Student blog: Community in the theater

November will always be an important month in my life, and a lot of that stems from my involvement in theater. This is the month I would have auditions for the spring musical in middle school and high school, and currently, in college again.

Now I can listen to the audition stories my younger sister tells me as she does the same until her senior year. Sure, auditions are scary and some might say their least favorite part of the musical season, and I agree to a certain extent, but there’s something fun about auditions too. At my school, we all sat together in our little choir room and looked at and cheered on each other as we stood in front, next to the piano, maybe trying to hide behind the music stand. Fear and excitement met at the same time on the way up. But when you start your song, the fear starts to subside as you get more into your element. Then you’re right up there having fun, giving the best possible performance.

I haven’t always been that way. Previously it was just fear, I was just trying to understand my song, hoping the piano would be louder than me. But that all changed when my manager started pushing me out of my comfort zone. She saw my potential before I could realize it and I’m forever grateful to her that she pushed me, even when I pushed back so hard. And she never gave up on me, even though I made it difficult for her.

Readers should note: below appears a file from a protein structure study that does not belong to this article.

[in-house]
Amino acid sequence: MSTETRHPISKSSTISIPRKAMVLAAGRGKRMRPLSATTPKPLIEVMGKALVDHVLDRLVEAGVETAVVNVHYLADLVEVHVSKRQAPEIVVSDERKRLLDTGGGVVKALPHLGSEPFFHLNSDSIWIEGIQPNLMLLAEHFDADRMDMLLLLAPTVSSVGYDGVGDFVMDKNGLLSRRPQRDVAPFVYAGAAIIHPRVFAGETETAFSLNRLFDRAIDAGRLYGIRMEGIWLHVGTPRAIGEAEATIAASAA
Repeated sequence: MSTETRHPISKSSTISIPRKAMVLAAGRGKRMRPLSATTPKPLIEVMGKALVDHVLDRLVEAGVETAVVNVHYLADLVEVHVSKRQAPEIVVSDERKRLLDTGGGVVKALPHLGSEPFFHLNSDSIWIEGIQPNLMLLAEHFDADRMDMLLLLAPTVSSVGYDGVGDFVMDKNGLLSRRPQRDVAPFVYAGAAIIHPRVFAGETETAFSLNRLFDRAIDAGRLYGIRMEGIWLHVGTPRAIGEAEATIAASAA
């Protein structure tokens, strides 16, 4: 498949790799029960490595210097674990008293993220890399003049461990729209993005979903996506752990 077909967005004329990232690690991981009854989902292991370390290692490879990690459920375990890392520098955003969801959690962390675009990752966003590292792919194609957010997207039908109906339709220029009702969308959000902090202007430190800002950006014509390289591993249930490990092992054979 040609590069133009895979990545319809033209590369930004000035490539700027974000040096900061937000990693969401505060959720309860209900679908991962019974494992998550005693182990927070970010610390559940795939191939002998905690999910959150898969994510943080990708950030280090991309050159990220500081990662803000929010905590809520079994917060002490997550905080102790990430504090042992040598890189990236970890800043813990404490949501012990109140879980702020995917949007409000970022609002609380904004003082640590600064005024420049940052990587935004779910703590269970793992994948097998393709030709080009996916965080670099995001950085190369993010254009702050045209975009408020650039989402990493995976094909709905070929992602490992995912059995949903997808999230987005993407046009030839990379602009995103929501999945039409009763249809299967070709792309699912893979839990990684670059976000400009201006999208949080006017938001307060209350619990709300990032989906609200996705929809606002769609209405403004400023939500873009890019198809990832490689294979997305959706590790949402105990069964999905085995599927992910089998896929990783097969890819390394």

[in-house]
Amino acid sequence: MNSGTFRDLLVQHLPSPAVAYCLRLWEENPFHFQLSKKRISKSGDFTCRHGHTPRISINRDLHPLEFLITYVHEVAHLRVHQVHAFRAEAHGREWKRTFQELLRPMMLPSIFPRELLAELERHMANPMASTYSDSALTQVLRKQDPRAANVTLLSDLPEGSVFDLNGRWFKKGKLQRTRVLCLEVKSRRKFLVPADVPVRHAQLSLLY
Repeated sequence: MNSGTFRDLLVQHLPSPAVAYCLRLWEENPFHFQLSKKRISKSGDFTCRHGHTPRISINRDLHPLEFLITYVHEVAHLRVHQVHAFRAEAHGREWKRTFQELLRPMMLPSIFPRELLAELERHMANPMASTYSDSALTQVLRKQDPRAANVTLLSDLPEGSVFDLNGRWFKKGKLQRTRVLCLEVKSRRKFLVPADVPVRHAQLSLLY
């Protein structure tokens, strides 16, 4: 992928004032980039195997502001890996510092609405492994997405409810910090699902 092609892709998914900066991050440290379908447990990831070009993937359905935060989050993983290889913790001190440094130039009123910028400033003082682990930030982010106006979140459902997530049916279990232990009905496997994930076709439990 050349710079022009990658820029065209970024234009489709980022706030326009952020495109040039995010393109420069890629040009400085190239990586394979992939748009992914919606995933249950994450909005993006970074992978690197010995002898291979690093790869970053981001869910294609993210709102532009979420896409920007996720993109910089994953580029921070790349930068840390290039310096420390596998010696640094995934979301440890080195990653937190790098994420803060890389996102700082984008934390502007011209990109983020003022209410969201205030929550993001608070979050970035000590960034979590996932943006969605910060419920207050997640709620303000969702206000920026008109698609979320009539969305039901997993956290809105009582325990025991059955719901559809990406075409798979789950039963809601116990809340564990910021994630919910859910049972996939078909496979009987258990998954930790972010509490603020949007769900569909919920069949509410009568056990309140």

Today I love the theater because of what she has done for me and that love will never fade. She is also the reason why I appreciate the community in the theater so much. Sadly, this will be the fourth season of auditions without her. I couldn’t spend my last two years of high school with her, auditioning for her, where she could have pushed me to go even further. It was in losing her that I found the true meaning of community in theater. She is what brought everyone together. Four years ago, everyone she touched suffered immense loss, and we all came together, no matter our age or our role on previous shows, none of it mattered to this. moment. Sharing his heritage is what mattered and the best way we thought to do it was through theater and music.

I had never felt a greater sense of community than at that time. There were a lot of tears shed, but there was also a lot of love in the small choir room that day. We sang all of the quintessential children’s songs in the theater and shared some of our favorite music season stories that made us laugh. Even in the worst of times, the theater can be that strong bond that unites us. And it continues in my life now. Theater can be a great way for you to meet people and make new friends at a new school, college, or at any stage of your life.

This community’s connection is unlike any other and best of all, anyone can be a part of it. We all witness community in theater in some way – whether it’s your own community or maybe the Broadway community that many of us have grown to love. It is a special type of community. A world where we share a common interest, we share our talents with each other and we build each other so that we can all be our best. You won’t find this in every community and that’s what makes us so unique.

Things can be tough at times, but never forget to take a step back and appreciate the people around you and the communities you have built along the way.

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